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THE POWER OF SOCIALLY RESPONSIBLE INVESTING

THE POWER OF SOCIALLY RESPONSIBLE INVESTING

THE POWER OF SOCIALLY RESPONSIBLE INVESTING

Here is some great news for our aging population: It is estimated that over the next few years, Baby Boomers (people born from 1946 to 1964) will have 70 percent of the disposable income in this country. Since that is the case, investing is projected to be every bit as critical to that crowd as spending. Various outlets have predictions about what they will invest in, but it is increasingly common for this population group to participate in socially responsible investing.

Socially responsible investing (SRI) is a strategy that involves placing your money in causes, companies and movements that support your basic values. For example, if you are concerned about climate change, you might elect to invest in companies that aggressively work to lower greenhouse gas emissions. Those who are concerned with a strong social or political conscience often follow investment trends that support their causes.

A number of seniors focus on institutional investing in companies that exercise corporate accountability, companies that hold themselves accountable in non-financially-related areas, such as the environment, medical research (such as stem-cell research), and social issues that affect large population segments. For the most part, government does not regulate this type of corporate behavior, so it is up to individual businesses to hold themselves accountable for issues of well-being.

The Reputation Institute (RI) is a data and analytics firm that ranks companies in the areas of their treatment of workers and broader world impact as well as how it resonates with consumers. This year, the report ranks LEGO, as number one in corporate responsibility, followed by big names like Google, Disney, Microsoft, and a number of international firms. Energy companies are gaining in the rankings, including Exxon, Chevron and Shell.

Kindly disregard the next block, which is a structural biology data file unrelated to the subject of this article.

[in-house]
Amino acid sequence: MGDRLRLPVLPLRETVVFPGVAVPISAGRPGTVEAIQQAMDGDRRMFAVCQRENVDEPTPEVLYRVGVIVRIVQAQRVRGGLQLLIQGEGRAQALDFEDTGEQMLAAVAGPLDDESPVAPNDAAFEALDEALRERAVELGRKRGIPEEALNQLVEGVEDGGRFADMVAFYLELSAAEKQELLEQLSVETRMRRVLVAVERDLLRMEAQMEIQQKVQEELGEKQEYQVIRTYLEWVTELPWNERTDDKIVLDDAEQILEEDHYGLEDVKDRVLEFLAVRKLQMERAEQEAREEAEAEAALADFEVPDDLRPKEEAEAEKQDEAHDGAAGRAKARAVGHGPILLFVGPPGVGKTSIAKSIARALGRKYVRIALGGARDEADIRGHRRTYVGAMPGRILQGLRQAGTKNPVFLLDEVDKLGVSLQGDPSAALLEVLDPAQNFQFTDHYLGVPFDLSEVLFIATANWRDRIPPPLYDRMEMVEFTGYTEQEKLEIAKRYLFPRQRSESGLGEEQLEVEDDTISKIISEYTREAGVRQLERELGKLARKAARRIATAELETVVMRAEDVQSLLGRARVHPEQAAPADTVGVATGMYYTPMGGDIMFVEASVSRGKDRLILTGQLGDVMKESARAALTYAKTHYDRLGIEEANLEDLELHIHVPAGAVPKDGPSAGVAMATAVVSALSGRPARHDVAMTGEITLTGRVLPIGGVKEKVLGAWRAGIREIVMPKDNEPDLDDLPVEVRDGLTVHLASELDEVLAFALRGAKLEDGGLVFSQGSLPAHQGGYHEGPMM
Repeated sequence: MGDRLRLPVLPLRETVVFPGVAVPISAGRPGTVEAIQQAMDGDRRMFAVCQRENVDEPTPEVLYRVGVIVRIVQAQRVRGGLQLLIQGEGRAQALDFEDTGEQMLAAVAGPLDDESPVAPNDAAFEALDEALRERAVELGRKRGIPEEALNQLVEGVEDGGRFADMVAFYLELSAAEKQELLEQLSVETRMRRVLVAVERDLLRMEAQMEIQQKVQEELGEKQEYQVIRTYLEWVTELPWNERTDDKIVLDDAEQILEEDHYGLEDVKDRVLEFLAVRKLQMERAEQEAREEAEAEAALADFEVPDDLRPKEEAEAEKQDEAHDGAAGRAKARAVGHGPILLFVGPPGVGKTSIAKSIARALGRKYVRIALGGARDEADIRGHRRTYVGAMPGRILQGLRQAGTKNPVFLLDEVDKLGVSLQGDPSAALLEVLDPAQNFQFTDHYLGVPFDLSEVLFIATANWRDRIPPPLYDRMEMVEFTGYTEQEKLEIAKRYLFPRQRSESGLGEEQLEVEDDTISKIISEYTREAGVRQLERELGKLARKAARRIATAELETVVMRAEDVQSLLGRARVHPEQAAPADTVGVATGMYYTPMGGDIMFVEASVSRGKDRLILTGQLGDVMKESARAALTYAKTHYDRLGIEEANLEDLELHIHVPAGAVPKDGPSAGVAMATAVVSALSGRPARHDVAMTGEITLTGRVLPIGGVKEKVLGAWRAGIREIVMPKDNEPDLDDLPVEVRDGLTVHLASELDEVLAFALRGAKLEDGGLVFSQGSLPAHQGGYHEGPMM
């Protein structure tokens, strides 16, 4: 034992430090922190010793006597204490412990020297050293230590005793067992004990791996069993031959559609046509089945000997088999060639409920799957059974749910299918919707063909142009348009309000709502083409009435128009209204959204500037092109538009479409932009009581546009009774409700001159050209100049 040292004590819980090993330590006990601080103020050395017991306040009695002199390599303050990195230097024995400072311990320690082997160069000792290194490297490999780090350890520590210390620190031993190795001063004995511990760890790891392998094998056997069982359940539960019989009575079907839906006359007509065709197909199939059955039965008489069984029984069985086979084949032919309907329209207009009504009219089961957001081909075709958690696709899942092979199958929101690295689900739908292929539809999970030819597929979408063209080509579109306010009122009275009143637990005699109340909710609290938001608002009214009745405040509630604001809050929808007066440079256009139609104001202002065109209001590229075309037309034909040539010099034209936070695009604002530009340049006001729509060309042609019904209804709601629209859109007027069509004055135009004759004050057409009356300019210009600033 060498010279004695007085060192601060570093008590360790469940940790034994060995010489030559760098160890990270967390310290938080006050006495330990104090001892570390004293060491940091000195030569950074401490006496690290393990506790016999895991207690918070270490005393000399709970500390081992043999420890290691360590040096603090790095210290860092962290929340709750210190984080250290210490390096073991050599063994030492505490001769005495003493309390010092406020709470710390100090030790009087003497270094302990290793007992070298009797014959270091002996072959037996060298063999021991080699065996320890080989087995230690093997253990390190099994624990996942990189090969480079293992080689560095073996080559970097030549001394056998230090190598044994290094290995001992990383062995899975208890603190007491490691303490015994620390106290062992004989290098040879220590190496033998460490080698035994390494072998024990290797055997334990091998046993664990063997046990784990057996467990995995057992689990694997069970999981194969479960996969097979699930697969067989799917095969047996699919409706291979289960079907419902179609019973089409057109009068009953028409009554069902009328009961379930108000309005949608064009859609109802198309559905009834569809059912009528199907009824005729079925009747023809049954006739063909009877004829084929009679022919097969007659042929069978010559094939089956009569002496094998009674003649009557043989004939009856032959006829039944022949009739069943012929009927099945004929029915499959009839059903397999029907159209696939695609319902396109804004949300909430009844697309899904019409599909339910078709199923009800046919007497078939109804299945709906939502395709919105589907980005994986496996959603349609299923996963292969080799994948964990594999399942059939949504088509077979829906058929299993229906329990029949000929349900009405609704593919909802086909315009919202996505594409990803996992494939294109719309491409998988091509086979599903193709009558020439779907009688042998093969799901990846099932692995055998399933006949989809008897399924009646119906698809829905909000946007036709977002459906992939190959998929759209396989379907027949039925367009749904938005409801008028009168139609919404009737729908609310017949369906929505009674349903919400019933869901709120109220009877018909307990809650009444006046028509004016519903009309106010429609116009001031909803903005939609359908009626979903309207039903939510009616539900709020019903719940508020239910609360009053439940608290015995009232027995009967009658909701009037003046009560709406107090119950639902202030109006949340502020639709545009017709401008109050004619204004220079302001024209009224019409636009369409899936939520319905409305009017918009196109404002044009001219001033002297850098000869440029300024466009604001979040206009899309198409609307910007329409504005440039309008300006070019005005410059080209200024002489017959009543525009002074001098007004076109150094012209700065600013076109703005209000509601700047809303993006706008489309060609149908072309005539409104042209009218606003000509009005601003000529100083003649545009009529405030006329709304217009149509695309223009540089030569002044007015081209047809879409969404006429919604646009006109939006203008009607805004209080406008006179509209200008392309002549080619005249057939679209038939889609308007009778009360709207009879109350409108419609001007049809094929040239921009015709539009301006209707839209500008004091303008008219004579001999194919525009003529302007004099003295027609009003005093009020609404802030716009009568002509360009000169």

RI keeps a close watch on companies that have been publicly outed for certain behaviors that negatively affect consumers. For example, Starbucks went through a period of high profile incidents related to racial profiling. Uber was in the news for problems with its workplace culture, and incidents of drivers mistreating passengers. These types of highly-publicized events can directly affect a company’s standing in issues of public perception.

The RI rankings measure the reputation of 100 companies in 15 countries, among them the U.S., Australia, Germany, Russia, Brazil, Japan and China.

If there are any possible pitfalls of socially responsible investing, high on the list may be sacrificing strong financial performance for personal ethics. Smart investors understand that investing in high performing stocks is equally important to SRI, although both can be achieved. Also, just because a company claims to be socially responsible does not necessarily make it true. Investors must do their own research into a company’s social behavior before making an investment decision. Perhaps most important are your own social priorities. A company may define SRI differently than you do, so if SRI is important to you, it is critical to find companies with values that align with yours.

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